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Lawsuits, voice search, and money: news of the recruitment marketing industry

voice searchThe dog days of summer are a misnomer in our industry. Some of the most interesting developments happen when it gets hot (Microsoft buys Github? LinkedIn adds assessments? voice search?you get the picture). This cycle is no different – lots of news! So without further ado, let’s get to it:

  • ZipRecruiter gets biggerZipRecruiter has moved into new headquarters. The Silicon Beach company, which previously occupied two offices in Santa Monica, has moved into a 45,000-square-foot space at 604 Arizona Ave. Some 400 of the online employment marketplace’s nearly 1,000 employees will work there, with room to grow. No surprise here! In other Zip news, they are launching a new feature called Candidate Calibration has employers rate potential matches for a job.
  • Voice search is here The jobs section of the leading French classified site, Schibsted-owned LeBonCoin is now available on Google Home speaker and voice assistant enabling users to search for jobs via voice commands. It won’t be the last.
  • introduces audio profiles: Speaking of audio-related recruiting stuff:, Pakistan’s biggest jobs site in terms of traffic, now allows job-seekers to create audio profiles by recording answers to the most common questions asked by employers.  A job-seeker can create his or her audio profile free of any charge as an introductory offer from the jobs marketplace. Interesting point of differentiation.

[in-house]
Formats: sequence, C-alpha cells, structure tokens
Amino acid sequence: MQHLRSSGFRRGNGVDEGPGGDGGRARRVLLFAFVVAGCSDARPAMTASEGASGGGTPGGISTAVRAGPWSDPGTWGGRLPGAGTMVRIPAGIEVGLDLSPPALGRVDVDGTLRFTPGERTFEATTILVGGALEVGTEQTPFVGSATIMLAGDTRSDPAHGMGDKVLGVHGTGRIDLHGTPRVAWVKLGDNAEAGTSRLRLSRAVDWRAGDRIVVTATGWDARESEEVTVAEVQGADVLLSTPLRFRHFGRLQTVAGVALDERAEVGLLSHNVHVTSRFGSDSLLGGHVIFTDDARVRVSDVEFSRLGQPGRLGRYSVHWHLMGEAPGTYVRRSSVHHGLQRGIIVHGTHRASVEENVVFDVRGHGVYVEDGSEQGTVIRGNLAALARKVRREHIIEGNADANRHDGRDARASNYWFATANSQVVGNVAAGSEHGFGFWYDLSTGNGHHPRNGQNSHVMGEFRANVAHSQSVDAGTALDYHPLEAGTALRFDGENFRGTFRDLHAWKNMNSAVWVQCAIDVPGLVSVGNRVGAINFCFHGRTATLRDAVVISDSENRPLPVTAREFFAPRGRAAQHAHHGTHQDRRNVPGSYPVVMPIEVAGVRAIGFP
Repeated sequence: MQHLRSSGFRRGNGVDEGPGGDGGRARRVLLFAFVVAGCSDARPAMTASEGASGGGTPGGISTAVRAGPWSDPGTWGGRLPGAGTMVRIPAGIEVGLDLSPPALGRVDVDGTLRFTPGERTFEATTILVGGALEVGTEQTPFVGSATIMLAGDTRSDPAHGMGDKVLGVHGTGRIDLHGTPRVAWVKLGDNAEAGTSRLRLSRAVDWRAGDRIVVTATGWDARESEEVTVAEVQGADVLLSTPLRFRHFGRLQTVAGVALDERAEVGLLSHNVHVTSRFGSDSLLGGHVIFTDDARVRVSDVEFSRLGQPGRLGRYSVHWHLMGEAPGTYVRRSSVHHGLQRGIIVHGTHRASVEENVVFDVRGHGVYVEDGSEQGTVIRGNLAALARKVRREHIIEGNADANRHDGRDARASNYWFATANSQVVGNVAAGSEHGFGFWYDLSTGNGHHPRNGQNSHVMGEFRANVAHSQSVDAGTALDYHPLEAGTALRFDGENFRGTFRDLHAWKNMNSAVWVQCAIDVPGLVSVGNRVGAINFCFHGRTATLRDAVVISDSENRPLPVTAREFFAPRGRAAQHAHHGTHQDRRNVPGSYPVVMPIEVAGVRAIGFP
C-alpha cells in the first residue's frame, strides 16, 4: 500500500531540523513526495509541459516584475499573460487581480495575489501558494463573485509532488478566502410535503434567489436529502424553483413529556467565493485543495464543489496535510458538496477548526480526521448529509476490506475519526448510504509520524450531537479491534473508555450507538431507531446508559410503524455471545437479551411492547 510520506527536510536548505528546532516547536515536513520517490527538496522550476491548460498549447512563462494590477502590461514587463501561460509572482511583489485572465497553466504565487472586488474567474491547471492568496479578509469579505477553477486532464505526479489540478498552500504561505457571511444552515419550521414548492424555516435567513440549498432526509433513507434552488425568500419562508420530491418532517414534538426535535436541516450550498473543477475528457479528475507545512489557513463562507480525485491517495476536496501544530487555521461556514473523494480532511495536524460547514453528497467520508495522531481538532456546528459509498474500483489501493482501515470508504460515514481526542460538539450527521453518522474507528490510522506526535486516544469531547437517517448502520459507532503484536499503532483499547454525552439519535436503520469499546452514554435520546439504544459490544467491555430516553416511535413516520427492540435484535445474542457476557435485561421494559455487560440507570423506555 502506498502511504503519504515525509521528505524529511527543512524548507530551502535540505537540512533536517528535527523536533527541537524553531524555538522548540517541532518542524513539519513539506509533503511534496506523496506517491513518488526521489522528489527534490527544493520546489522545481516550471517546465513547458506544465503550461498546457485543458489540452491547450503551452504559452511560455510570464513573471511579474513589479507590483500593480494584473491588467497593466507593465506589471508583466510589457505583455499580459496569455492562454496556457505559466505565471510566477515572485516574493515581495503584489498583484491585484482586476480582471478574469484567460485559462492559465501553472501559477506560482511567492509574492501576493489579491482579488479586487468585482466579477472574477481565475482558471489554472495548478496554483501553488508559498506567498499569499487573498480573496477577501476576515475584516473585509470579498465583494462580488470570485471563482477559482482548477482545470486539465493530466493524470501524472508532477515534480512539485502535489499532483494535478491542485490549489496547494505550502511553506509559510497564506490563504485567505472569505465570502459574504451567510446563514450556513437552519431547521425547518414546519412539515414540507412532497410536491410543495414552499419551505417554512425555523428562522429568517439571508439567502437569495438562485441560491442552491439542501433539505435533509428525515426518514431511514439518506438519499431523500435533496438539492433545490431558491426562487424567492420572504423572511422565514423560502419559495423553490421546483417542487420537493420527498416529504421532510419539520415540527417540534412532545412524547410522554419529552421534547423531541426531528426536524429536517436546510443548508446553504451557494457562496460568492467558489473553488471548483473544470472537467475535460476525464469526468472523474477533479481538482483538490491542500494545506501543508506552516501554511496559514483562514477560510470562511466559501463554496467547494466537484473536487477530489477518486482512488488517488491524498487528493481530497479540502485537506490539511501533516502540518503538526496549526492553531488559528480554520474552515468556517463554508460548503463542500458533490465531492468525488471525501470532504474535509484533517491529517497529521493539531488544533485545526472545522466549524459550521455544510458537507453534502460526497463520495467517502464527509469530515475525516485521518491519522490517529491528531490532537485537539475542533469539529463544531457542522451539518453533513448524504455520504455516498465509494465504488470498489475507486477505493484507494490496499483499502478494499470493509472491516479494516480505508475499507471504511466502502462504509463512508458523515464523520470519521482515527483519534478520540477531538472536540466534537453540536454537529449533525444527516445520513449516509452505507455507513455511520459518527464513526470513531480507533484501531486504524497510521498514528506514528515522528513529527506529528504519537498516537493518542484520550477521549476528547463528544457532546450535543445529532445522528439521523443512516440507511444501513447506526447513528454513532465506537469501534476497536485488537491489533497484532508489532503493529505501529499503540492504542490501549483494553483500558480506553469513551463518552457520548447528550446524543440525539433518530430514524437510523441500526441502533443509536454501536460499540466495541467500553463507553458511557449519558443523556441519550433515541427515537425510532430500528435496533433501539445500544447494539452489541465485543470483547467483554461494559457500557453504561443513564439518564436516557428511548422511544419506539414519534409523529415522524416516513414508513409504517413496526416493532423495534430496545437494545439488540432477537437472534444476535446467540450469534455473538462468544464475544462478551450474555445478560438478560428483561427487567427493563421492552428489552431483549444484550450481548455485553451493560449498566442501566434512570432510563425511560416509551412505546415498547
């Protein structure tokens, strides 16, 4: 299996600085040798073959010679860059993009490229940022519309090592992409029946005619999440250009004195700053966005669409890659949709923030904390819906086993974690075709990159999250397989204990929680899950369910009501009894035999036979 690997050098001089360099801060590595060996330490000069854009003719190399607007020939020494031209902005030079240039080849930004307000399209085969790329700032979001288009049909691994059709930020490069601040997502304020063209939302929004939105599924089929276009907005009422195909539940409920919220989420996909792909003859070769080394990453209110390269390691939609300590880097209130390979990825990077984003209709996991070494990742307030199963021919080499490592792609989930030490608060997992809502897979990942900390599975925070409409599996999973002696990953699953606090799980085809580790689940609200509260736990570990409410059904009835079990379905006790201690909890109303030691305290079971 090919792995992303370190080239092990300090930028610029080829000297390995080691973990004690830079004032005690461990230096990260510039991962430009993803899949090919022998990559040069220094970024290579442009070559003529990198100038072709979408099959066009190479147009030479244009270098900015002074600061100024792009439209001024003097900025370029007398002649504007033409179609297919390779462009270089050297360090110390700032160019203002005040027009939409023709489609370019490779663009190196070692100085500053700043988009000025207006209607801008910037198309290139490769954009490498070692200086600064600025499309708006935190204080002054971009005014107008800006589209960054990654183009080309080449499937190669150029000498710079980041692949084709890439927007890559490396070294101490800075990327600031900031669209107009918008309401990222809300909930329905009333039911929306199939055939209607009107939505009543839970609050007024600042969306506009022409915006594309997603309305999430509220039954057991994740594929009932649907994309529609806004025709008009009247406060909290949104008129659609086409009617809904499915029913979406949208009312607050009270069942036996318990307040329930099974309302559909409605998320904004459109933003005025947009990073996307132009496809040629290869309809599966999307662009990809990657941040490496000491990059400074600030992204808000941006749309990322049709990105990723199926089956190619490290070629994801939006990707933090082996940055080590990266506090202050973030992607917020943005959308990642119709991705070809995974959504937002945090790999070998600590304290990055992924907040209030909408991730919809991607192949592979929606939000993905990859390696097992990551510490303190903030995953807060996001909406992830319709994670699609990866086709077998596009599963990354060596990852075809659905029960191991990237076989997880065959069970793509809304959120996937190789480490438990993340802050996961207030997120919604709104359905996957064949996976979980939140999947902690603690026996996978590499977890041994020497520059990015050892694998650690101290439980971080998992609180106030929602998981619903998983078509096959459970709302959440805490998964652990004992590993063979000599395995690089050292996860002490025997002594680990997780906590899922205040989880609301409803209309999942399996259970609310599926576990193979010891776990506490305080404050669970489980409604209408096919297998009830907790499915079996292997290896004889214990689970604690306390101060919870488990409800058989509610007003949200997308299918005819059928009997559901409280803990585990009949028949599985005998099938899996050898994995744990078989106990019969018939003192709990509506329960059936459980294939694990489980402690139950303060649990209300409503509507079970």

• Zinc gets money Zinc, a UK blockchain based hiring platform, has secured funding through a crowdsale, raising  $2.95 million in one month. Zinc will use the funds to continue developing its technology, which it believes will become the UK industry standard for transparent and authenticated proof of work history and reputation within the technology sector. We’ll see.
  • CareerBuilder gets suedA former CareerBuilder executive sued the company in federal court claiming sexual discrimination. The suit says the company had a culture that turned a blind eye toward sexual harassment and bullying of women. Not good.
  • Hired raised more moneyHired announced that it raised $30 million in a Series D round of funding led by Investment Management Corporation of Ontario (IMCO). In a blog post, Hired CEO Mehul Patel said that, with the $30 million, it has now raised a total of $130 million in funding. In addition to announcing the $30 million fundraising, Hired said it brought on John Kelly as senior vice president of revenue, who will oversee its revenue goals and a new subscription service it is launching. Subscriptions – imagine that!
  • LinkedIn gets commutingLinkedIn  is turning on a new feature called Your Commute that will let job-seekers check out the location and commute time to specific businesses, to help them evaluate whether they would want to work there.  The feature is available globally on mobile for all businesses where LinkedIn already has location information, and it will be coming soon to desktop.  Two other features have also been added:  users can now instantly view translations of content on the site when it appears in a language that is not the one set as a default; and they can use QR codes to quickly swap contact details with other LinkedIn members. Interesting.